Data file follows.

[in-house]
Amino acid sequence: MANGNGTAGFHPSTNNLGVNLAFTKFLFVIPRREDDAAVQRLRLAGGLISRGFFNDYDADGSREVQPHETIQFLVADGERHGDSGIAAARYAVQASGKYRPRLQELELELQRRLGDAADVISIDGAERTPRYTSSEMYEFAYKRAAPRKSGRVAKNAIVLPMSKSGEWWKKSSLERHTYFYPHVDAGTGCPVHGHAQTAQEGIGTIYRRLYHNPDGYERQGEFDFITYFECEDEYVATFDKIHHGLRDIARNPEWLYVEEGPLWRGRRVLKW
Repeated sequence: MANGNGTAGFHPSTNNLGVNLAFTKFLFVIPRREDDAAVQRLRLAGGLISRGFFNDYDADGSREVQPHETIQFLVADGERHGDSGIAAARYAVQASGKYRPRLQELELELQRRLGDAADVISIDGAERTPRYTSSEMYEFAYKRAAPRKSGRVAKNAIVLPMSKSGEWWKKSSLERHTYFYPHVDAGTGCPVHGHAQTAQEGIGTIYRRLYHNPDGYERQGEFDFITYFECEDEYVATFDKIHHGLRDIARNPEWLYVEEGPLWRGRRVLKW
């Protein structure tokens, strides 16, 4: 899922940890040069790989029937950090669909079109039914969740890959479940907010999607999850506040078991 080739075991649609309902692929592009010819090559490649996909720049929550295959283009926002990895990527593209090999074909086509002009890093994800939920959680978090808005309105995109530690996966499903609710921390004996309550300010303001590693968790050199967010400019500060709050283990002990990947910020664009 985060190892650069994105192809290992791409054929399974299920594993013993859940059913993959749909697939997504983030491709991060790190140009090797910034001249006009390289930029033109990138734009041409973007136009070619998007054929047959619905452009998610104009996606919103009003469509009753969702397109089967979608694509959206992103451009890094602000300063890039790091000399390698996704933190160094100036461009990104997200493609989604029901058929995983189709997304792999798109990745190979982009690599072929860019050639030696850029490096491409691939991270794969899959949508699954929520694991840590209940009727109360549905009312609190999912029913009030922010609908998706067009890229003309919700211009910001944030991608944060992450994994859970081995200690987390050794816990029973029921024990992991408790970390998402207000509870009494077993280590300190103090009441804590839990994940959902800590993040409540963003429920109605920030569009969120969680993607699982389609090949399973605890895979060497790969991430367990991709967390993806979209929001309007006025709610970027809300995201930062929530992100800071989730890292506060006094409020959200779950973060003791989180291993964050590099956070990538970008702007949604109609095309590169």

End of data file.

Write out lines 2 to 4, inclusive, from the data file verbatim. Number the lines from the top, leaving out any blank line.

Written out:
Amino acid sequence: MANGNGTAGFHPSTNNLGVNLAFTKFLFVIPRREDDAAVQRLRLAGGLISRGFFNDYDADGSREVQPHETIQFLVADGERHGDSGIAAARYAVQASGKYRPRLQELELELQRRLGDAADVISIDGAERTPRYTSSEMYEFAYKRAAPRKSGRVAKNAIVLPMSKSGEWWKKSSLERHTYFYPHVDAGTGCPVHGHAQTAQEGIGTIYRRLYHNPDGYERQGEFDFITYFECEDEYVATFDKIHHGLRDIARNPEWLYVEEGPLWRGRRVLKW
Repeated sequence: MANGNGTAGFHPSTNNLGVNLAFTKFLFVIPRREDDAAVQRLRLAGGLISRGFFNDYDADGSREVQPHETIQFLVADGERHGDSGIAAARYAVQASGKYRPRLQELELELQRRLGDAADVISIDGAERTPRYTSSEMYEFAYKRAAPRKSGRVAKNAIVLPMSKSGEWWKKSSLERHTYFYPHVDAGTGCPVHGHAQTAQEGIGTIYRRLYHNPDGYERQGEFDFITYFECEDEYVATFDKIHHGLRDIARNPEWLYVEEGPLWRGRRVLKW
């Protein structure tokens, strides 16, 4: 899922940890040069790989029937950090669909079109039914969740890959479940907010999607999850506040078991 080739075991649609309902692929592009010819090559490649996909720049929550295959283009926002990895990527593209090999074909086509002009890093994800939920959680978090808005309105995109530690996966499903609710921390004996309550300010303001590693968790050199967010400019500060709050283990002990990947910020664009 985060190892650069994105192809290992791409054929399974299920594993013993859940059913993959749909697939997504983030491709991060790190140009090797910034001249006009390289930029033109990138734009041409973007136009070619998007054929047959619905452009998610104009996606919103009003469509009753969702397109089967979608694509959206992103451009890094602000300063890039790091000399390698996704933190160094100036461009990104997200493609989604029901058929995983189709997304792999798109990745190979982009690599072929860019050639030696850029490096491409691939991270794969899959949508699954929520694991840590209940009727109360549905009312609190999912029913009030922010609908998706067009890229003309919700211009910001944030991608944060992450994994859970081995200690987390050794816990029973029921024990992991408790970390998402207000509870009494077993280590300190103090009441804590839990994940959902800590993040409540963003429920109605920030569009969120969680993607699982389609090949399973605890895979060497790969991430367990991709967390993806979209929001309007006025709610970027809300995201930062929530992100800071989730890292506060006094409020959200779950973060003791989180291993964050590099956070990538970008702007949604109609095309590169």